until that is we/human beings took control of the Planet.

A bison on the prairies had so many predators to deal with, so many
infections to deal with, so many biological needs, so many geographical
obstacles to deal with. On the other hand we, modern human beings, have
to deal with all the biological needs and hazards plus the vagaries and
dictates of society. Within a few months we have to deal with an
economic cycle from being prosperous to an depression leaving us without
an income. Within a few weeks we might have to deal with a government
that promotes social care to a government whose policies are based on
oppression and aggression, thus over night changing our behaviour from
cooperation to survival competition. A bison on the prairies never had
to deal with a fascist government, a destructive communist regime, or
punishing tax rates In their existence, bisons only had to deal with one
random event in their existence and that is when they had to face
European settlers head on which they lost in a matter of years.

We, on the other hand, have to deal with sudden and contradictory
changes in our society. When we face an adverse event from nature we
either survive or perish. In a society we do not necessarily die from
the adverse events but rather get caught up in a chaotic random vortex
such as wars and revolutions at the one extreme and economic instability
at the other extreme.

Spirituality, like, hope, gives us that mental break to be able to deal
with these adverse events, whether they are social or natural. The
question we have to ask ourselves is given that we, today, as
individuals, are completely and utterly dependent on others even to
breathe, can we seriously speak of natural and social adverse events as
being two different types of events. Are there any differences between a
tsunami and a train crash?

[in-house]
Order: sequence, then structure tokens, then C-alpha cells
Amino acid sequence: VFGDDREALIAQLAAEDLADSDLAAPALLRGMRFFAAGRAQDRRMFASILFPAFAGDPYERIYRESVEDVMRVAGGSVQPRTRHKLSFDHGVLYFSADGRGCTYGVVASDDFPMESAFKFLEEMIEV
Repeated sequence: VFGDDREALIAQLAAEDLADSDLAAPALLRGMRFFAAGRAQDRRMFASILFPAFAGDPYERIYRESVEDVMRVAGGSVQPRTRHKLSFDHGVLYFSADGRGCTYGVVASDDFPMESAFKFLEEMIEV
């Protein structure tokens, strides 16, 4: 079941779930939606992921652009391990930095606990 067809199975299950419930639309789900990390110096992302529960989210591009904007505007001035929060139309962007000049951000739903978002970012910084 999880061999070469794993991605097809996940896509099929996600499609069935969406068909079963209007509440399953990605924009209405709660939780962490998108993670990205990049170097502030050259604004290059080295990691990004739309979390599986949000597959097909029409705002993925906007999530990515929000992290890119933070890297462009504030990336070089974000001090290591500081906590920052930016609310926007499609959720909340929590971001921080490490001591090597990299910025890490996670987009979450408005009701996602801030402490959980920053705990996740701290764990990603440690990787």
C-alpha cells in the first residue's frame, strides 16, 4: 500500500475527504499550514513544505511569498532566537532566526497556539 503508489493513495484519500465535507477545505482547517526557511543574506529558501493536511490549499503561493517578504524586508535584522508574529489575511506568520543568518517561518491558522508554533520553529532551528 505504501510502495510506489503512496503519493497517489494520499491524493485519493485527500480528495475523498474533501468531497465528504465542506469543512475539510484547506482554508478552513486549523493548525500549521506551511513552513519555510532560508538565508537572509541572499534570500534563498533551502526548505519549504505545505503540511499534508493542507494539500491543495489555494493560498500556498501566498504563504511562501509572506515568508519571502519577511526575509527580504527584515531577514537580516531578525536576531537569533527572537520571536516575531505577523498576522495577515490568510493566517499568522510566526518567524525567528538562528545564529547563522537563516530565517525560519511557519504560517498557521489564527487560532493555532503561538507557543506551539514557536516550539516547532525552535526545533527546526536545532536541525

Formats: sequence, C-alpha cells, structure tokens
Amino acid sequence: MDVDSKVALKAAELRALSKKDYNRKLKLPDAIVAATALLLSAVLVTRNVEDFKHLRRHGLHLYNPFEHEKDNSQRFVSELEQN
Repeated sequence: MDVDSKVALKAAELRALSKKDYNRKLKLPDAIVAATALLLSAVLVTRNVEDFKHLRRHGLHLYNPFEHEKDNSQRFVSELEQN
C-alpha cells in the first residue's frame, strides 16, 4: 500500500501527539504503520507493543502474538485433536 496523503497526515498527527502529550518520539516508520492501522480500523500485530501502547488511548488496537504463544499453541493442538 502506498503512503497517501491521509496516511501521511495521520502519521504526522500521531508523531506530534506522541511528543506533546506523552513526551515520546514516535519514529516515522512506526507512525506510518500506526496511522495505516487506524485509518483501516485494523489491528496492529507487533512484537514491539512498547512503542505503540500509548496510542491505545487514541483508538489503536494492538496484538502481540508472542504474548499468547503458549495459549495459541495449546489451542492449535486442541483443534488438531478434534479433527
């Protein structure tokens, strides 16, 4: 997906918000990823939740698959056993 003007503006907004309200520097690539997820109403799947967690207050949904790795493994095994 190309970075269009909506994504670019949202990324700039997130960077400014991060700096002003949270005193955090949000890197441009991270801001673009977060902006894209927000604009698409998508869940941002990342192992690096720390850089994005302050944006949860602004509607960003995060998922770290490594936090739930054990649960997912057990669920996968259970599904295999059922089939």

Let's take for example, a tsunami, one of the most horrific natural
adverse events we can experience, but can we really speak of this as a
natural event? Especially when we have the technology to alert
populations in coastal areas with a high degree of confidence? I propose
that when we can do something about a natural adverse event, or even
when we can mitigate against the effects of such events, this event
would cease to be a natural event and becomes a social responsibility.
In other words, if we have the means and the technology to deal with
natural adverse events it becomes our duty to protect ourselves from
such a possible event.

Why is all this important for our topic of spirituality? The answer is
quite straight forward: spirituality, like hope, should not become a
substitute to deal with adverse events that are clearly the duty of
society to deal with and protect us from such events or at the very
least mitigate the effects of such events. I grant you that there is
very little we can do if tomorrow a star in our line of sight exploded
into a supernova and we'd be fried within a matter of hours with its
radiation burst; or at the very least our iPhone or Android phones are
fried. But there is no excuse for boom-bust economic cycles or for a
large percentage of society not having access to health care.

Spirituality, and hope, are well and good when we are dealing with
situations beyond our conceptual control, like exploding supernovae, but
they should never be allowed to be a safety net when the adverse events
can be dealt with by society. Thus, those commentators who, for example
adulate the virtues of hope and spirituality in those people who
survived life threatening adverse events such as being incarcerated in
concentration camp, miss the whole point. The point being not that
spirituality and hope work well in life threatening adverse events, but
rather that there should never be concentration camps with people in
them in the first place.

Best Lawrence




from Lawrence, SUNDAY PhiloMadrid meeting: Spirituality + News